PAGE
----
COVID-19 case counts are continuing to decline sharply across most of Ontario and while there is still a risk that the province could experience a fourth wave of the pandemic once the Delta variant becomes dominant early this summer the co-chair of Ontario’s science table says that such a surge is “highly unlikely.”

Ontario’s science advisory table released new projections on Thursday on the eve of the province's partial reopening.

The projections are based on three possible scenarios for the next two months, all of which take the spread of the Delta variant into consideration.

In the best and most likely scenario, daily case counts will continue to gradually decline from their current level – a seven-day average of 617 – and dip below 300 by mid-August when Ontario would presumably be in the final step of its reopening plan.

In a slightly more pessimistic scenario, meanwhile, case counts would decline for the next 10 days but they would then slowly start to climb back up again in the wake of Ontario’s partial reopening. By late July Ontario would be seeing around 800 or 900 new cases, though the numbers would start to taper off as the calendar headed for August.

Finally, in the worst case scenario, the new more infectious variant would lead to a fourth wave of the pandemic in which daily case counts would rise exponentially and reach 2,500 by mid-August.

Science table co-chair Dr. Adalsteinn Brown did, however, stress during a press conference that such a scenario is “highly unlikely” and would only happen with a 100 per cent increase in transmission.

“This is not a doomsday scenario. We believe that if we are able to really continue a high risk community focused vaccination strategy and do that really quickly and expeditiously we have a good chance of controlling the Delta variant and actually a really good chance at a good summer,” he said. “When we say it is the dominant form of the virus that just means it makes up the largest percentage of cases, not necessarily that it is growing absolutely. In fact the reproduction number for the Delta variant has been below one for a few days now.”


Variant may be spreading in partially vaccinated individuals

The presence of the Delta variant in Ontario has sparked concerns given that it is believed to be 50 per cent more infectious and may be more able to spread amongst partially vaccinated individuals.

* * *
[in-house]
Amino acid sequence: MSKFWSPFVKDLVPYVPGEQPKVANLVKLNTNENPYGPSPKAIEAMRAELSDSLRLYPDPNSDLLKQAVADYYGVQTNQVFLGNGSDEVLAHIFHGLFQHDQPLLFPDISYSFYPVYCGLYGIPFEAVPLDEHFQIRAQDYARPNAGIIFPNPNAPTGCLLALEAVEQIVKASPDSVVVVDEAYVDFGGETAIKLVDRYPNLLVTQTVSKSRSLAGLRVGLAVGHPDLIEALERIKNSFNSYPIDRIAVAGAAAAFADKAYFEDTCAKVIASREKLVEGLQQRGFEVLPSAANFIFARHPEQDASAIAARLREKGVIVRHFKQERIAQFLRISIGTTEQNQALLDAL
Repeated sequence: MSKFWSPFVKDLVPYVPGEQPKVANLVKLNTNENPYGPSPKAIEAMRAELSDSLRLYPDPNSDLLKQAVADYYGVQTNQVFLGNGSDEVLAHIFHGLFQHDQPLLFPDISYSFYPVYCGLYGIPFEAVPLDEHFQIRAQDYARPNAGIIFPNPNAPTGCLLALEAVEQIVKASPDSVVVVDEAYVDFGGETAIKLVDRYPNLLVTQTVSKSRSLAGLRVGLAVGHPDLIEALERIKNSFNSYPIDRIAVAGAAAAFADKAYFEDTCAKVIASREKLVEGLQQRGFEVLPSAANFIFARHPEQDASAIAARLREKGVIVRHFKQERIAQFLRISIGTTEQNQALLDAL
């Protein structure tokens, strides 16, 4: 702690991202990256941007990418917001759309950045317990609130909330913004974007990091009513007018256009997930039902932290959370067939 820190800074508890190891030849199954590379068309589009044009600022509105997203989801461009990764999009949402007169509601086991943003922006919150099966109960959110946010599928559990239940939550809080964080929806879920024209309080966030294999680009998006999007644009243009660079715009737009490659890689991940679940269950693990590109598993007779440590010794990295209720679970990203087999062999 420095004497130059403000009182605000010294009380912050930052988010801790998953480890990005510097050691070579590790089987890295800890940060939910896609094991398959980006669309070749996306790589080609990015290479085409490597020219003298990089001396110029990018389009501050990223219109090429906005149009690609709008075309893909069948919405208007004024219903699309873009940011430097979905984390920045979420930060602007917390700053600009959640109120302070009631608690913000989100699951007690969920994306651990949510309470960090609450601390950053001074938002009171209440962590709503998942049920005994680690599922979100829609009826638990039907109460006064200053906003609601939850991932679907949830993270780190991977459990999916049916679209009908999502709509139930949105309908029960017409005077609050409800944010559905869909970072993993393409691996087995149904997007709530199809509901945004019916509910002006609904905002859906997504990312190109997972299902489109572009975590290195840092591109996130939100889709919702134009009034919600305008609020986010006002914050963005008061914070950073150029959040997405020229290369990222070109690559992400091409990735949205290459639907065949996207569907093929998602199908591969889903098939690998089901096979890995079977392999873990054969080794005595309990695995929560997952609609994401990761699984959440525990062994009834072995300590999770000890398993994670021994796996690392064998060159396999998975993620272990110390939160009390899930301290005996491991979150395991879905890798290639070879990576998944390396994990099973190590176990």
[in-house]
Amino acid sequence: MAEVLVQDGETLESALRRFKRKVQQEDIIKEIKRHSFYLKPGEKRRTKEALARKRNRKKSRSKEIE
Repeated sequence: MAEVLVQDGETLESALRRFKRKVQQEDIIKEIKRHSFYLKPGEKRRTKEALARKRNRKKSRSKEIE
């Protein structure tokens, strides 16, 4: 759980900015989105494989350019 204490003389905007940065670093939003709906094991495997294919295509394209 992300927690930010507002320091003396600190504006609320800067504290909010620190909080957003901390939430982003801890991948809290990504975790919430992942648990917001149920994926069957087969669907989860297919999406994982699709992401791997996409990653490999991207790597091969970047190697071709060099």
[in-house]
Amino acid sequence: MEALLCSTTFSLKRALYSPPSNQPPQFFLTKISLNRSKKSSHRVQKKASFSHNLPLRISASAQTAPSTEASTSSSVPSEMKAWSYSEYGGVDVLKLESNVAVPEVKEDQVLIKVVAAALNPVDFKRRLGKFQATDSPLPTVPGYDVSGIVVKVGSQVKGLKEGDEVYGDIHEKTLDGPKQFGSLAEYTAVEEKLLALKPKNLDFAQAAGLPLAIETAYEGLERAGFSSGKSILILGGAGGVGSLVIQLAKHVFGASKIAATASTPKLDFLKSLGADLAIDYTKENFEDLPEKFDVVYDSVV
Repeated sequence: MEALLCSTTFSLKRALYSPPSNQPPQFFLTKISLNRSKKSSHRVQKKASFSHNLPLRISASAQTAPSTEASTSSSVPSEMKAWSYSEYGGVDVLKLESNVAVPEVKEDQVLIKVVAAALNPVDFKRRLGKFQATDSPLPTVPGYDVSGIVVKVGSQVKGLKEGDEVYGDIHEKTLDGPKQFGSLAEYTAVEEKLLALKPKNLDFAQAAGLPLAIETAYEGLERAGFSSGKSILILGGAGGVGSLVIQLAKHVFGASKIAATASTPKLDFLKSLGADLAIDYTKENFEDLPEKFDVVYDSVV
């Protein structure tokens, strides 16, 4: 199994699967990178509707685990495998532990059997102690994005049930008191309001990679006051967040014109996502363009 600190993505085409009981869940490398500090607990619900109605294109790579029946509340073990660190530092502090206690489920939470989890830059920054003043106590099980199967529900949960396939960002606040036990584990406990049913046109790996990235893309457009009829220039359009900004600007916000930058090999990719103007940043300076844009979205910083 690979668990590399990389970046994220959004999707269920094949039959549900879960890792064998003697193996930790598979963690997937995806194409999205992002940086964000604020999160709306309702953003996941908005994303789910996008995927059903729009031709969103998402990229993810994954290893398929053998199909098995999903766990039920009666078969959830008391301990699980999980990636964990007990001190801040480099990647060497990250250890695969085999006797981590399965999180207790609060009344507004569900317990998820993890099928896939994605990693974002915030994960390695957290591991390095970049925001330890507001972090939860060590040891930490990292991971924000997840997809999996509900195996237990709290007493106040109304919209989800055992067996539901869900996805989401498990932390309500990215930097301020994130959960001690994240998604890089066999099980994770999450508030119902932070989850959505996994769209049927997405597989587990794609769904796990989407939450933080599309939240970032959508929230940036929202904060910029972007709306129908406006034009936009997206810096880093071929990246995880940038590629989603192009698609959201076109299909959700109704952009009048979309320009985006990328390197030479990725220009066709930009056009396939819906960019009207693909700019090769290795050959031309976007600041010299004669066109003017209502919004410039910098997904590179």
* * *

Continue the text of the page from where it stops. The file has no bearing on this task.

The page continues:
But Brown said that he believes that it can be controlled by accelerating second doses in hot spot communities that are experiencing a rapid rise in Delta cases.

The modelling suggests that current high-risk community strategy being utilized by the province reduces case counts by 39 per cent compared to the strictly age-based approach used earlier in the third wave.

“I think it is critical to try to get that first dose into as many people as we can across the province and accelerate that second dose into high Delta risk communities so we can protect against the kind of surge we have seen in the United Kingdom,” Brown said.

ICU occupancy will continue to decline

The modelling released on Thursday does not differ significantly from the last set of projections that the science table released three weeks ago.

But it does provide further hope that life could soon return to something approaching normal, even in Ontario’s overburdened hospitals.

In fact, in all three scenarios that the modellers examined the number of COVID-19 patients in intensive care would decline to around 200 by early July, which is the point at which most hospitals can comfortably resume elective care and halt widespread patient transfers.

The modellers also took a closer look at the access to care deficit and found that urgent surgeries have seen a 150 per cent increase compared to last year, suggesting some hospitals may already be beginning to cut into a surgical backlog that is believed to have surpassed 250,000 procedures.

"Our hospitals are still stretched but as the numbers drop to more and more manageable levels, we'll have to start rebuilding our society and its institutions," Brown said.